Geneva: UN Criticized for Abandoning Iran 1988 Massacre CasePublished by Ali on September 30, 2019
In a conference held at the United Nations headquarters in Geneva on Friday, 20 September, international human rights experts called for Iran officials to take account regarding the atrocious human rights conditions in Iran, most specifically those involved in the 1988 massacre.
Over 30,000 political prisoners, mostly members and supporters of the Iranian opposition group were sent to the gallows in the summer of 1988 in a matter of a few months.
“Why should there now be a tribunal on the crime against humanity committed in 1988? First, because lawyers have examined evidence and know beyond doubt that a crime was committed. If Iran disputes that, we have a process for that,” said Kirsty Brimelow, QC, international human rights lawyer, in her opening remarks.
Kristy Brimelow has posted about the Human Rights Confarance in Genevan that:“It is time that we write the history W/in the judicial setting as to what happened in1988, this crime against humanity must be recognized beyond political goals but W/in its judicial context. Otherwise,what’s the point of #UN”#1988Massacre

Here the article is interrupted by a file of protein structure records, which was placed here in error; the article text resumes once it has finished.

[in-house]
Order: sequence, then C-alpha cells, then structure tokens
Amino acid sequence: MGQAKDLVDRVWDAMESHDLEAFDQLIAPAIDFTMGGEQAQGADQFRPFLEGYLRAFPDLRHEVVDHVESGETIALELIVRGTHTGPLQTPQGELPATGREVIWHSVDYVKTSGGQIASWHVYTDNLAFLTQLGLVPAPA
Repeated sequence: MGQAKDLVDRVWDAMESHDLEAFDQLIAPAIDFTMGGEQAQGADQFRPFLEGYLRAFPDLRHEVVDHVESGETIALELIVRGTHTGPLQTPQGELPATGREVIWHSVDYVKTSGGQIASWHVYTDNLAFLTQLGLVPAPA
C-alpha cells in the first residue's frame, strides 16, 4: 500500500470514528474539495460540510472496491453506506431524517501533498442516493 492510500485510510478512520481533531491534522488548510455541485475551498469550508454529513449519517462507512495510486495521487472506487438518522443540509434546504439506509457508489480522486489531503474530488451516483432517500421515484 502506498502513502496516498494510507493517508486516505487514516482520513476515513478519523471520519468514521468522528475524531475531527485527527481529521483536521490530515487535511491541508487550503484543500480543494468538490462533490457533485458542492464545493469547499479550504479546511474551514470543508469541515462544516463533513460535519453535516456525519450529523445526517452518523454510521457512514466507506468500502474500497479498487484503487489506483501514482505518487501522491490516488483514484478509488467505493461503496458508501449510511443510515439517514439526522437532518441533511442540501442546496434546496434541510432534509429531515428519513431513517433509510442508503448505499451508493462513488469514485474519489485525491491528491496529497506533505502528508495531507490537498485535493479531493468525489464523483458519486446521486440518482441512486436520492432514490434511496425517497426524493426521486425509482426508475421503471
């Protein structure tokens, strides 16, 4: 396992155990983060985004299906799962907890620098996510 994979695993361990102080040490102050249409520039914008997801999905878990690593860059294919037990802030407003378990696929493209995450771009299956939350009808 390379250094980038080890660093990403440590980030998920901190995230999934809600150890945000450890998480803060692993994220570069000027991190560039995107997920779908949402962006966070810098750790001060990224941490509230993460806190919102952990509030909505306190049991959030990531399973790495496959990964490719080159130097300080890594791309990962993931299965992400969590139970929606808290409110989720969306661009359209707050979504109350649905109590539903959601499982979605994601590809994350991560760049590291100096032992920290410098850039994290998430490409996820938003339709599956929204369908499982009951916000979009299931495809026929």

On 24 July, 1988, suprem leader, Khomeini issued a secret edict to hold emergency trials under the pretext of “investigating war crimes.” He appointed Ali Razini as head of this court. The complete text of this secret edict was divulged three months later by the Iranian Resistance.
In 2017, the late Asma Jahangir, then UN special rapporteur on Iran, reported on the mass executions to the General Assembly. She detailed the massacre of 1988 as extrajudicial killing. The new special rapporteur has not followed through with the work of his predecessor.
“The UN lacks consistency in addressing human rights issues. On the 1988 massacre, impunity has been dropped between two special rapporteurs.
This allows Iran to continue committing crimes. I call on member states to discuss the 1988 massacre with the Special Rapporteur to make sure it’s not dropped again. Failure to investigate is also a crime,” affirmed Alejo Vial Quadras, President of the international committee In Search of Justice (ISJ).